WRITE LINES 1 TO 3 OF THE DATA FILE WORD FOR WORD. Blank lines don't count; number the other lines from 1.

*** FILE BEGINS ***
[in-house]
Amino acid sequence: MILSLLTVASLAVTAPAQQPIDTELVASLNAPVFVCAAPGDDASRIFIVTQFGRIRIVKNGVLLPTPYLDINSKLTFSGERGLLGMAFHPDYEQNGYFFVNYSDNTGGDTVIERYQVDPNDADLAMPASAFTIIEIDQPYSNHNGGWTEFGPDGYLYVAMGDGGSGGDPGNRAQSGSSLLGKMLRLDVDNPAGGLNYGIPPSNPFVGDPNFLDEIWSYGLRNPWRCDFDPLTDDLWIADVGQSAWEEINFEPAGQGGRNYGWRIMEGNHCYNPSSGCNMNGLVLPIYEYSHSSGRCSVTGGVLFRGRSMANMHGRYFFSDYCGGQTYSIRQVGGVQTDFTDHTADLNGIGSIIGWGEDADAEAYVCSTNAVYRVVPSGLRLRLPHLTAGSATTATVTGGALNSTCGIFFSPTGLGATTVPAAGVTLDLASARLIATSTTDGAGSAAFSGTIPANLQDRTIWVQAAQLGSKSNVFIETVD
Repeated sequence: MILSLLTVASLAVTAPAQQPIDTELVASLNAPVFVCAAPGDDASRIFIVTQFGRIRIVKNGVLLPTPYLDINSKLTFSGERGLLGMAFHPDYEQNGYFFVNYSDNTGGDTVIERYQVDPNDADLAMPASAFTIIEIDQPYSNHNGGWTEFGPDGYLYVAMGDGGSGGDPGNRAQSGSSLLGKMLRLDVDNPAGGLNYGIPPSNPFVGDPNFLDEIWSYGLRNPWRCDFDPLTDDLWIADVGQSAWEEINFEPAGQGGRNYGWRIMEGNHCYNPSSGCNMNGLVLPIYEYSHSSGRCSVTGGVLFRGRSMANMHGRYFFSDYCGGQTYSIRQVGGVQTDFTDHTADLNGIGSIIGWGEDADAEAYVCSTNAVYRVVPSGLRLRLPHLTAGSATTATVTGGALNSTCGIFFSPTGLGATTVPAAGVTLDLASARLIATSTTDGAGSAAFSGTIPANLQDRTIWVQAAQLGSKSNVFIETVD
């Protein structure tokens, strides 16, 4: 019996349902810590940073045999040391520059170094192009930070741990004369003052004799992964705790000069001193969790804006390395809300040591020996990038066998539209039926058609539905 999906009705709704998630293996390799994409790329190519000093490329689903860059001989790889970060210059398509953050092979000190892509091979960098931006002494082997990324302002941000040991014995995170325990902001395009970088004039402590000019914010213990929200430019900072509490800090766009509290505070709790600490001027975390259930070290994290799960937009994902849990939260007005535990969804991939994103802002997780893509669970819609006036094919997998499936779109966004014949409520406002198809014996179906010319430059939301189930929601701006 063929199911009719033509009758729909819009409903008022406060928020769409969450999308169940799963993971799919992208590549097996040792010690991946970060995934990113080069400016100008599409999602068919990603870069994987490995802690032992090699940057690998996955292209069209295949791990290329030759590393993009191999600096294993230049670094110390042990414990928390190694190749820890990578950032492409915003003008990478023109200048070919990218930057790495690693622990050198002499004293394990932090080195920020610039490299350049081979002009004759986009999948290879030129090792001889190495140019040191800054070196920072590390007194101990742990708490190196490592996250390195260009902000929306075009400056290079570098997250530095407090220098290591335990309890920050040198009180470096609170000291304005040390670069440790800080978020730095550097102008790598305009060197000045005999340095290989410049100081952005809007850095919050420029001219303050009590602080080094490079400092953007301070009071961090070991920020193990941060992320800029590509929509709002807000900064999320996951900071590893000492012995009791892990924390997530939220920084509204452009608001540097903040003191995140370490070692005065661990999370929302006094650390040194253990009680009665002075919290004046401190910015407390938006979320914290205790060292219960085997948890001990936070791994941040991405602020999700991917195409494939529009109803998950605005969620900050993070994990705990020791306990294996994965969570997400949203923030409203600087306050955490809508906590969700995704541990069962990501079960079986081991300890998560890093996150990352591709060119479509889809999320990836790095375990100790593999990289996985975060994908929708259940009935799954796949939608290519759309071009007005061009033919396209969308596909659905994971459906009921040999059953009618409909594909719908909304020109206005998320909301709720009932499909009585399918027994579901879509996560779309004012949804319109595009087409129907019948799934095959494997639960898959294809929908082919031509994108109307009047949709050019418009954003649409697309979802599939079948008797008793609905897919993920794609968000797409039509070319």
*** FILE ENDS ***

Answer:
[in-house]
Amino acid sequence: MILSLLTVASLAVTAPAQQPIDTELVASLNAPVFVCAAPGDDASRIFIVTQFGRIRIVKNGVLLPTPYLDINSKLTFSGERGLLGMAFHPDYEQNGYFFVNYSDNTGGDTVIERYQVDPNDADLAMPASAFTIIEIDQPYSNHNGGWTEFGPDGYLYVAMGDGGSGGDPGNRAQSGSSLLGKMLRLDVDNPAGGLNYGIPPSNPFVGDPNFLDEIWSYGLRNPWRCDFDPLTDDLWIADVGQSAWEEINFEPAGQGGRNYGWRIMEGNHCYNPSSGCNMNGLVLPIYEYSHSSGRCSVTGGVLFRGRSMANMHGRYFFSDYCGGQTYSIRQVGGVQTDFTDHTADLNGIGSIIGWGEDADAEAYVCSTNAVYRVVPSGLRLRLPHLTAGSATTATVTGGALNSTCGIFFSPTGLGATTVPAAGVTLDLASARLIATSTTDGAGSAAFSGTIPANLQDRTIWVQAAQLGSKSNVFIETVD
Repeated sequence: MILSLLTVASLAVTAPAQQPIDTELVASLNAPVFVCAAPGDDASRIFIVTQFGRIRIVKNGVLLPTPYLDINSKLTFSGERGLLGMAFHPDYEQNGYFFVNYSDNTGGDTVIERYQVDPNDADLAMPASAFTIIEIDQPYSNHNGGWTEFGPDGYLYVAMGDGGSGGDPGNRAQSGSSLLGKMLRLDVDNPAGGLNYGIPPSNPFVGDPNFLDEIWSYGLRNPWRCDFDPLTDDLWIADVGQSAWEEINFEPAGQGGRNYGWRIMEGNHCYNPSSGCNMNGLVLPIYEYSHSSGRCSVTGGVLFRGRSMANMHGRYFFSDYCGGQTYSIRQVGGVQTDFTDHTADLNGIGSIIGWGEDADAEAYVCSTNAVYRVVPSGLRLRLPHLTAGSATTATVTGGALNSTCGIFFSPTGLGATTVPAAGVTLDLASARLIATSTTDGAGSAAFSGTIPANLQDRTIWVQAAQLGSKSNVFIETVD